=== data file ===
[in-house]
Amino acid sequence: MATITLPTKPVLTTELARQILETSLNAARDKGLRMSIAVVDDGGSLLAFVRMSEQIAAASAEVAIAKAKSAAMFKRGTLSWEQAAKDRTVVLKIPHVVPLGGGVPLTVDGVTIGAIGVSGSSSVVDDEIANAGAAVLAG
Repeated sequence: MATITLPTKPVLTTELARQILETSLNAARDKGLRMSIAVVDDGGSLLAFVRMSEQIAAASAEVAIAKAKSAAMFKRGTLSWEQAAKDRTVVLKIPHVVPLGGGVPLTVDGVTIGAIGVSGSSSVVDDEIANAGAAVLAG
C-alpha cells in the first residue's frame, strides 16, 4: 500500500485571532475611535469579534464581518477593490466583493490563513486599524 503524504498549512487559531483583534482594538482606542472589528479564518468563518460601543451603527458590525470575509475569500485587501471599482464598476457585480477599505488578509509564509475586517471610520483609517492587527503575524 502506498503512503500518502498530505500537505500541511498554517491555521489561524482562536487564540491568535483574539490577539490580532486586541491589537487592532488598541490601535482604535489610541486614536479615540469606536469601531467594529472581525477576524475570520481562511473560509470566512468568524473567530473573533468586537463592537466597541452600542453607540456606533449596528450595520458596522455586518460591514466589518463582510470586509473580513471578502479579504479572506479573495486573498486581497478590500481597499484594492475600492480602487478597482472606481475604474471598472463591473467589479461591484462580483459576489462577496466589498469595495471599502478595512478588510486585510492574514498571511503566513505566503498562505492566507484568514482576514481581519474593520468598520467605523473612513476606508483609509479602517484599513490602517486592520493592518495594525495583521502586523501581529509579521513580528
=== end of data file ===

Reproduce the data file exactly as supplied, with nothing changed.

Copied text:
[in-house]
Amino acid sequence: MATITLPTKPVLTTELARQILETSLNAARDKGLRMSIAVVDDGGSLLAFVRMSEQIAAASAEVAIAKAKSAAMFKRGTLSWEQAAKDRTVVLKIPHVVPLGGGVPLTVDGVTIGAIGVSGSSSVVDDEIANAGAAVLAG
Repeated sequence: MATITLPTKPVLTTELARQILETSLNAARDKGLRMSIAVVDDGGSLLAFVRMSEQIAAASAEVAIAKAKSAAMFKRGTLSWEQAAKDRTVVLKIPHVVPLGGGVPLTVDGVTIGAIGVSGSSSVVDDEIANAGAAVLAG
C-alpha cells in the first residue's frame, strides 16, 4: 500500500485571532475611535469579534464581518477593490466583493490563513486599524 503524504498549512487559531483583534482594538482606542472589528479564518468563518460601543451603527458590525470575509475569500485587501471599482464598476457585480477599505488578509509564509475586517471610520483609517492587527503575524 502506498503512503500518502498530505500537505500541511498554517491555521489561524482562536487564540491568535483574539490577539490580532486586541491589537487592532488598541490601535482604535489610541486614536479615540469606536469601531467594529472581525477576524475570520481562511473560509470566512468568524473567530473573533468586537463592537466597541452600542453607540456606533449596528450595520458596522455586518460591514466589518463582510470586509473580513471578502479579504479572506479573495486573498486581497478590500481597499484594492475600492480602487478597482472606481475604474471598472463591473467589479461591484462580483459576489462577496466589498469595495471599502478595512478588510486585510492574514498571511503566513505566503498562505492566507484568514482576514481581519474593520468598520467605523473612513476606508483609509479602517484599513490602517486592520493592518495594525495583521502586523501581529509579521513580528